The Meaning of the US Eviction

by Nathan Hamm on 8/1/2005 · 3 comments

RFE/RL’s Gulnoza Saidazimova rounds up analysis on Uzbekistan’s eviction of the US air force from K2. I often disagree with Craig Murray, but I think he’s entirely correct here.

“Well, I think, Karimov probably thinks he’s been quite smart,” Murray said. “But I think in the long term he’ll discover he’s been pretty stupid, because the United States have been doing an awful lot on the international [scene]. And at the end of the day, the U.S. has a lot more resources available to it than Russia or China.”

Murray goes on to say that Kyrgyzstan and perhaps Tajikistan stand to benefit immensely from this situation and that the West should offer strong support for the Kyrgyz government to protect it from any attempts by the Uzbek government to pressure it.

Another analyst comments on the Russian role in Uzbekistan’s decision.

“Karimov understands that he has no chances [to win] a direct confrontation with Americans,” Sergei Mikheev of the Center for Political Technologies, a Russian think tank, told RFE/RL from Moscow. “Russia is the only country he can appeal to. And it’s absolutely obvious that Russia has no interest in [seeing] the presence of the U.S. in Central Asia. Karimov’s decision to confront the U.S. is basically his struggle to survive. In this struggle, the first thing he decided to do is to get rid of [U.S.] military presence.”

I have to wonder to what extent Karimov thinks he can drive a wedge between Russia and the United States. One might think that he would expect only so far as it is in Russia’s interests, but he did foolishly assume that the United States unconditionally supported his policies when close relations commenced in 2001. He certainly shouldn’t get too comfortable as Russia has shown an increasing unwillingness to offer unconditional support to embarassing and troublesome clients.

UPDATE–Related commentary at Kommersant argues that Karimov has just signed his political death warrant. And, ATO opens its coverage with a not entirely accurate but entirely funny line about Karimov.

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Nathan is the founder and Principal Analyst for Registan, which he launched in 2003. He was a Peace Corps Volunteer in Uzbekistan 2000-2001 and received his MA in Central Asian Studies from the University of Washington in 2007. Since 2007, he has worked full-time as an analyst, consulting with private and government clients on Central Asian affairs, specializing in how socio-cultural and political factors shape risks and opportunities and how organizations can adjust their strategic and operational plans to account for these variables. More information on Registan's services can be found here, and Nathan can be contacted via Twitter or email.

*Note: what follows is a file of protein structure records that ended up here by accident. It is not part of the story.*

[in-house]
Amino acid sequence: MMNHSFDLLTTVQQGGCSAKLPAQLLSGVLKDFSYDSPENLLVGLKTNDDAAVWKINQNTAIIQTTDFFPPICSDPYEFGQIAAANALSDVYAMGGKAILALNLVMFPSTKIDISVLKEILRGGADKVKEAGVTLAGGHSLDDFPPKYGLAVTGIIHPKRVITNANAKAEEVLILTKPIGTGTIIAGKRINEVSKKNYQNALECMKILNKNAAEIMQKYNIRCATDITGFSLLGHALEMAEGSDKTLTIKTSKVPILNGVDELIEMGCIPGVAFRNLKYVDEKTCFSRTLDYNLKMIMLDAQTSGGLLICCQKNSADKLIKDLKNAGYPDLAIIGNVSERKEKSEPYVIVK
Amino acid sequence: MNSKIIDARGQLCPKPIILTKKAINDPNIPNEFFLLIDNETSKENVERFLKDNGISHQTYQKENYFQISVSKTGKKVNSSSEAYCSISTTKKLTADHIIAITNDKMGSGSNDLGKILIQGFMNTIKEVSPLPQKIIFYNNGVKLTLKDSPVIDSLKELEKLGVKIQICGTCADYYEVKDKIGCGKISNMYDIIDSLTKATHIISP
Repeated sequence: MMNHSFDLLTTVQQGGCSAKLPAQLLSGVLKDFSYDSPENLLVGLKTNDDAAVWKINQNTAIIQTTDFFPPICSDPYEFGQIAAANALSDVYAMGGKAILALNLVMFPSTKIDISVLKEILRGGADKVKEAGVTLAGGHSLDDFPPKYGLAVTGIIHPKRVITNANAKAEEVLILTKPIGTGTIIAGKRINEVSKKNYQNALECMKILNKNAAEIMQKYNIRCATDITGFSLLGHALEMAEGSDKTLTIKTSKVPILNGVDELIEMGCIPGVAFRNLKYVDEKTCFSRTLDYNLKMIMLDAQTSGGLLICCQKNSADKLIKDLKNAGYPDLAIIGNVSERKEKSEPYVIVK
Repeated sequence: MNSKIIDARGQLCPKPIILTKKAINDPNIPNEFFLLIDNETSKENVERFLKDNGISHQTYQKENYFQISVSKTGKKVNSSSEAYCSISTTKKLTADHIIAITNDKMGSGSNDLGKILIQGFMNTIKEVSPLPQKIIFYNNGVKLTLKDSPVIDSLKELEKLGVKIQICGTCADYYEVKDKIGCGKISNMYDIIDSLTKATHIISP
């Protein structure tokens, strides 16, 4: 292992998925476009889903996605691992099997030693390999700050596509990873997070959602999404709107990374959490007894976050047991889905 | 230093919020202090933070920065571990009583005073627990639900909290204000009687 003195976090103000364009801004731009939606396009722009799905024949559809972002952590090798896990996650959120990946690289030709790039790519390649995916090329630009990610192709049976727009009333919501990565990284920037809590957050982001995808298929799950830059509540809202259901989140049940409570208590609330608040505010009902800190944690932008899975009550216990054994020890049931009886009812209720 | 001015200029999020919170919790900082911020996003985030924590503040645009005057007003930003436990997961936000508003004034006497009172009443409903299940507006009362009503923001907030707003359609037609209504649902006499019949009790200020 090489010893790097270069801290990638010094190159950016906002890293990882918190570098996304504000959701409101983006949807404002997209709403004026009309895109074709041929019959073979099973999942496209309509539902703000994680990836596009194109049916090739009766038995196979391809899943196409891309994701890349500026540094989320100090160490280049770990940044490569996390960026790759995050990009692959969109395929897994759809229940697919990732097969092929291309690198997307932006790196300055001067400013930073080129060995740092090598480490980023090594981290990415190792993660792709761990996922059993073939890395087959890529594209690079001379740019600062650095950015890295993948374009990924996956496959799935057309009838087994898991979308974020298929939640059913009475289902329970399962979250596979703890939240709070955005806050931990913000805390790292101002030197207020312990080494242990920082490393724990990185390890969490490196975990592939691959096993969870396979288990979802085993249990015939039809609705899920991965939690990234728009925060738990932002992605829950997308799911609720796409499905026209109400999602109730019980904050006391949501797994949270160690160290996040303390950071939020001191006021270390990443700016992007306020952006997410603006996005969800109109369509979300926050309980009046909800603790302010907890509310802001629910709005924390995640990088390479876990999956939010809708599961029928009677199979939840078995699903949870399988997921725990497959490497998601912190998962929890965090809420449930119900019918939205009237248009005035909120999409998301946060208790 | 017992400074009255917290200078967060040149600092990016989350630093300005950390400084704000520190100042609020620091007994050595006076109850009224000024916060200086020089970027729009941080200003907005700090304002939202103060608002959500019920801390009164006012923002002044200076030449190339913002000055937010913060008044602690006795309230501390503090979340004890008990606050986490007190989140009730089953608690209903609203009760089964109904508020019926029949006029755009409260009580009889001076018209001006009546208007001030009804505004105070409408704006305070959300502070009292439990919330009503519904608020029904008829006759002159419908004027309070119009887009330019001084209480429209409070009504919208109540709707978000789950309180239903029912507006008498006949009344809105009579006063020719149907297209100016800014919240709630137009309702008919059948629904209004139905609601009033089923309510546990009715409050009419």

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Kisa August 1, 2005 at 4:51 pm

I would have to go with Kommersant!

squid123 August 1, 2005 at 5:50 pm

If nothing else, this should lay to rest arguments that the US had to maintain the base as “leverage” to extract concessions from the Uzbek government. When the issue is self-preservation, such minor benefits as a bilateral relationship with the world’s only superpower and (according sources I’ve seen) nearly $100 million per year, have no pull. It turns out that, as long as there were new patrons waiting in the wings, the US had nothing to offer all along.

Brian August 1, 2005 at 6:17 pm

respondng to squid123:
Which is a shame. For those of us who look at the Karimov regime and cringe and wonder “what can we (Europe/USA) do?” it’s even gotten more hopeless. I never really thought that we had much leverage on the Karimov regime with our base in Uzbekistan (and the money they got for it), but I held out some hope that perhaps the diplomats knew something that I didn’t: that our influence COULD eventually persuade positive reforms in the Uzbek government.

But now we have no leverage; we can withold the $22 million, we can impose certain sanctions and apply various pressure… but will it work? No way. Witholding the $22 million would be the principled thing to do, and it would feel good to give the Karimov regime a big “screw you!”, but at the end of the day that’s all it will do.

There’s really no good options in Uzbekistan anymore.

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